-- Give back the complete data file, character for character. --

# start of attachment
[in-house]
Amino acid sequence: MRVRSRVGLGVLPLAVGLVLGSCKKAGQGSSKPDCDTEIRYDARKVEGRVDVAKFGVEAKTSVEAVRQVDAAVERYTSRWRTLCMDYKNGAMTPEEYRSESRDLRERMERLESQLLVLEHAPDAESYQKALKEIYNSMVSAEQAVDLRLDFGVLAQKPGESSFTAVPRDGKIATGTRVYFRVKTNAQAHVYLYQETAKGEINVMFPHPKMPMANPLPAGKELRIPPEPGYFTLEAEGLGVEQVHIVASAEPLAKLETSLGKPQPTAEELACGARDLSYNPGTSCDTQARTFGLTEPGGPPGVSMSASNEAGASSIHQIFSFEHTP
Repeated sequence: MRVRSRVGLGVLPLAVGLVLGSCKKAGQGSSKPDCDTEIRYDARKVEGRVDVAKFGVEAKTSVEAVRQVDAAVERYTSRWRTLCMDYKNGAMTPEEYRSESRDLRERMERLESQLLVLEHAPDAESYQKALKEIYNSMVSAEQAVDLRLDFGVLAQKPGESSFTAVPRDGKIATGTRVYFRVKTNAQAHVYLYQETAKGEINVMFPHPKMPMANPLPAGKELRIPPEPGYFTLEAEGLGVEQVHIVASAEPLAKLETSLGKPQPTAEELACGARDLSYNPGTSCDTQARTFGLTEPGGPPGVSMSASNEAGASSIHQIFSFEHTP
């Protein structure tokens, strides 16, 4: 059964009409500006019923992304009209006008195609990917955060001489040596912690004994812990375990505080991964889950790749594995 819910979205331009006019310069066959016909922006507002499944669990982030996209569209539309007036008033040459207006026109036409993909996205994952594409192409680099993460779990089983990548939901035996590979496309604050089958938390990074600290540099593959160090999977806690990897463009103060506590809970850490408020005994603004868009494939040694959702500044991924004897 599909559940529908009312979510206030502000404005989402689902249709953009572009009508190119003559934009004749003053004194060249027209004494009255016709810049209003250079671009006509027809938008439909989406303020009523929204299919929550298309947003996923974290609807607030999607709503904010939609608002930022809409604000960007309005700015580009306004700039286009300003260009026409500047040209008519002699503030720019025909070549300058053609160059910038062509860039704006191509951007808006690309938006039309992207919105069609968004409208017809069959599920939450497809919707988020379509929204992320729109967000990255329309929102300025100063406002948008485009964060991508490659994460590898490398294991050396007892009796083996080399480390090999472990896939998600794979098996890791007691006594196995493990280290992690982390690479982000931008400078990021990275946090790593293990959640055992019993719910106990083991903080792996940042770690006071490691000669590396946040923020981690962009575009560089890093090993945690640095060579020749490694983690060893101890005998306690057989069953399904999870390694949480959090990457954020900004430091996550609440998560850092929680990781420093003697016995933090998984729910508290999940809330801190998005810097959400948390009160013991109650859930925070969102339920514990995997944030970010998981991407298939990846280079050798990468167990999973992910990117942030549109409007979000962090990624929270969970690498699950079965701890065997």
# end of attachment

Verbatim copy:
[in-house]
Amino acid sequence: MRVRSRVGLGVLPLAVGLVLGSCKKAGQGSSKPDCDTEIRYDARKVEGRVDVAKFGVEAKTSVEAVRQVDAAVERYTSRWRTLCMDYKNGAMTPEEYRSESRDLRERMERLESQLLVLEHAPDAESYQKALKEIYNSMVSAEQAVDLRLDFGVLAQKPGESSFTAVPRDGKIATGTRVYFRVKTNAQAHVYLYQETAKGEINVMFPHPKMPMANPLPAGKELRIPPEPGYFTLEAEGLGVEQVHIVASAEPLAKLETSLGKPQPTAEELACGARDLSYNPGTSCDTQARTFGLTEPGGPPGVSMSASNEAGASSIHQIFSFEHTP
Repeated sequence: MRVRSRVGLGVLPLAVGLVLGSCKKAGQGSSKPDCDTEIRYDARKVEGRVDVAKFGVEAKTSVEAVRQVDAAVERYTSRWRTLCMDYKNGAMTPEEYRSESRDLRERMERLESQLLVLEHAPDAESYQKALKEIYNSMVSAEQAVDLRLDFGVLAQKPGESSFTAVPRDGKIATGTRVYFRVKTNAQAHVYLYQETAKGEINVMFPHPKMPMANPLPAGKELRIPPEPGYFTLEAEGLGVEQVHIVASAEPLAKLETSLGKPQPTAEELACGARDLSYNPGTSCDTQARTFGLTEPGGPPGVSMSASNEAGASSIHQIFSFEHTP
């Protein structure tokens, strides 16, 4: 059964009409500006019923992304009209006008195609990917955060001489040596912690004994812990375990505080991964889950790749594995 819910979205331009006019310069066959016909922006507002499944669990982030996209569209539309007036008033040459207006026109036409993909996205994952594409192409680099993460779990089983990548939901035996590979496309604050089958938390990074600290540099593959160090999977806690990897463009103060506590809970850490408020005994603004868009494939040694959702500044991924004897 599909559940529908009312979510206030502000404005989402689902249709953009572009009508190119003559934009004749003053004194060249027209004494009255016709810049209003250079671009006509027809938008439909989406303020009523929204299919929550298309947003996923974290609807607030999607709503904010939609608002930022809409604000960007309005700015580009306004700039286009300003260009026409500047040209008519002699503030720019025909070549300058053609160059910038062509860039704006191509951007808006690309938006039309992207919105069609968004409208017809069959599920939450497809919707988020379509929204992320729109967000990255329309929102300025100063406002948008485009964060991508490659994460590898490398294991050396007892009796083996080399480390090999472990896939998600794979098996890791007691006594196995493990280290992690982390690479982000931008400078990021990275946090790593293990959640055992019993719910106990083991903080792996940042770690006071490691000669590396946040923020981690962009575009560089890093090993945690640095060579020749490694983690060893101890005998306690057989069953399904999870390694949480959090990457954020900004430091996550609440998560850092929680990781420093003697016995933090998984729910508290999940809330801190998005810097959400948390009160013991109650859930925070969102339920514990995997944030970010998981991407298939990846280079050798990468167990999973992910990117942030549109409007979000962090990624929270969970690498699950079965701890065997």